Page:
By M.D. Spenser
There is something about Eric Bibb that cannot be captured on record, as he proved again with this extraordinary concert at Birmingham Town Hall.
Yes, his albums are good. But he’s one of the greatest live musicians in any genre.
And as for genres, Bibb is a master of many.
He began with a spine-tingling rendition of ‘Goin’ Down Slow’, the old Blues about a man anticipating death. Standing alone, the band not yet on stage, Bibb exhibited his extraordinary skills as a guitarist and singer.
From there, he moved to a cover of ‘The Cape’, by the great folk writer, Guy Clark.
Then he toured his own stellar catalogue, which is replete with Blues – he’s a Bluesman at heart – folk, and house-rockin’ gospel.
“Let’s raise the roof,” he exhorted as he sang the spiritual ‘Needed Time’. And the audience eagerly complied.
His show is perfectly paced, with just the right ebb and flow, a kaleidoscope of tone and texture.
He whoops and hollers, and through his special kinship with listeners inspires them to do the same, particularly on the gospel numbers. Then he drops down to beautiful, shimmering folk.
His singing is so wonderful, his songwriting so accomplished, that his guitar gets short shrift. But he’s a masterful acoustic player, making the difficult seem easy and graceful.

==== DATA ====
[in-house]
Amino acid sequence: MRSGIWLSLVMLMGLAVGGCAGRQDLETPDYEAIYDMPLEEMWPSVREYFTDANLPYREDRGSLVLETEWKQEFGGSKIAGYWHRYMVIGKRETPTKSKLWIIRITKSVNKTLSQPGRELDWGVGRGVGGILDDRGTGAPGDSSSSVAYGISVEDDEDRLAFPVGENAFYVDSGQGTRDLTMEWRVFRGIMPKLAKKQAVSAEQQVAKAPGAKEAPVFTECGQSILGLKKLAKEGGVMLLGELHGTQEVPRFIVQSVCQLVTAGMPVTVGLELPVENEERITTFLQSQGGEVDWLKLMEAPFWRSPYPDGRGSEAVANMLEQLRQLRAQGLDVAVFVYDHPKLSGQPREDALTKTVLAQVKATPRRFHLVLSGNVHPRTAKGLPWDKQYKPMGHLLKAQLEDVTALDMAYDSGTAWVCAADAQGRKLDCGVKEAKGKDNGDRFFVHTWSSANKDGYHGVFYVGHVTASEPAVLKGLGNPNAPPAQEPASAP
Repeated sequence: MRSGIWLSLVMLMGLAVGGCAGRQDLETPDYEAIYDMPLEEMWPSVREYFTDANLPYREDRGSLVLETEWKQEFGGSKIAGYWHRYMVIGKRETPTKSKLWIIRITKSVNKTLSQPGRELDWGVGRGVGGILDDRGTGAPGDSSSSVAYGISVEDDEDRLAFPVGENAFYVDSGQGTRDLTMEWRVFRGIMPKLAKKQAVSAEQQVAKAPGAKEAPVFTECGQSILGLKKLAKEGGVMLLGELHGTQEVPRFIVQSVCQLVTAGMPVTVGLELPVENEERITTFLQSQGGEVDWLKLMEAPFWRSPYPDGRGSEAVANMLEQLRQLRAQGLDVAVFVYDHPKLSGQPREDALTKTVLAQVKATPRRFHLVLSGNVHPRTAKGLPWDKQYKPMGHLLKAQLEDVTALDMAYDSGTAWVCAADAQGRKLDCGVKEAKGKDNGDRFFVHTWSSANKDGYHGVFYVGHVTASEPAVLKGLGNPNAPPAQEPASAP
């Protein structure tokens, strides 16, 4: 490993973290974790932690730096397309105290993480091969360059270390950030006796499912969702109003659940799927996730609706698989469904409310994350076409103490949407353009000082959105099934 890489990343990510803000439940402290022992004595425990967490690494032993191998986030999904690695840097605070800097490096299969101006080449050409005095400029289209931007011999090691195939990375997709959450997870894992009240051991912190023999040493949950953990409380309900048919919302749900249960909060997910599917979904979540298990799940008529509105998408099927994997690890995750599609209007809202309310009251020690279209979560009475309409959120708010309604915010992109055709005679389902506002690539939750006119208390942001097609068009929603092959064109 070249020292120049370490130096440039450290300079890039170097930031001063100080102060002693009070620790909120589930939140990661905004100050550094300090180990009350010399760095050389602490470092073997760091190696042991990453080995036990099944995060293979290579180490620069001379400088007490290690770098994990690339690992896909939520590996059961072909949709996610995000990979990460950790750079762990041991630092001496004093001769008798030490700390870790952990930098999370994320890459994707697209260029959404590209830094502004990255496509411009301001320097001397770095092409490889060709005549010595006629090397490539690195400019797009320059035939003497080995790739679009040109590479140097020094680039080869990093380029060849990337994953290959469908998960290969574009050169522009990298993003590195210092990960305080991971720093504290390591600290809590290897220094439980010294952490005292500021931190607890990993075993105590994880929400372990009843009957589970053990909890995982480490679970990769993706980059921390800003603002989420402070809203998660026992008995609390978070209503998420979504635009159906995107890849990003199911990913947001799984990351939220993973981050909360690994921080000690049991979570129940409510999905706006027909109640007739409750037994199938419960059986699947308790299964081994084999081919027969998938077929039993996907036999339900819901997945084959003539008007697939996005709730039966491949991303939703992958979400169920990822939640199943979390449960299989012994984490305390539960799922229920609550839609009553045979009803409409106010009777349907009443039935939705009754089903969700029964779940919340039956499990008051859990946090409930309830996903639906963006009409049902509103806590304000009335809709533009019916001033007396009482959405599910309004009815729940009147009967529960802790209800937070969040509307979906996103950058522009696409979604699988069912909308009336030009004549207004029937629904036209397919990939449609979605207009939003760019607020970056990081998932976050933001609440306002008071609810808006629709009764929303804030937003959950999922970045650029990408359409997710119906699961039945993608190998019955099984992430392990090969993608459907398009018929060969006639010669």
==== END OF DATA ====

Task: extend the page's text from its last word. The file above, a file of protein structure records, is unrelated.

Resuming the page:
He sang a few duets with his daughter, Yana Bibb, a fine singer as well. There wasn’t a duff number in the set.
At one point, Bibb sang the spiritual he called ‘Hold On’, which is known by most people as ‘Eyes On The Prize’. He heard it done by The Weavers long ago. When a Blues musician does a jazzy take on a spiritual he learned from a folk group – well, you start to understand Bibb’s genius in melding many styles into one.
At the end of the show, he left ’em yelling for more. He’s a former busker who built his career one listener at a time. Go to one of his shows – don’t miss it, whatever you do – and give him a chance to work his magic on you.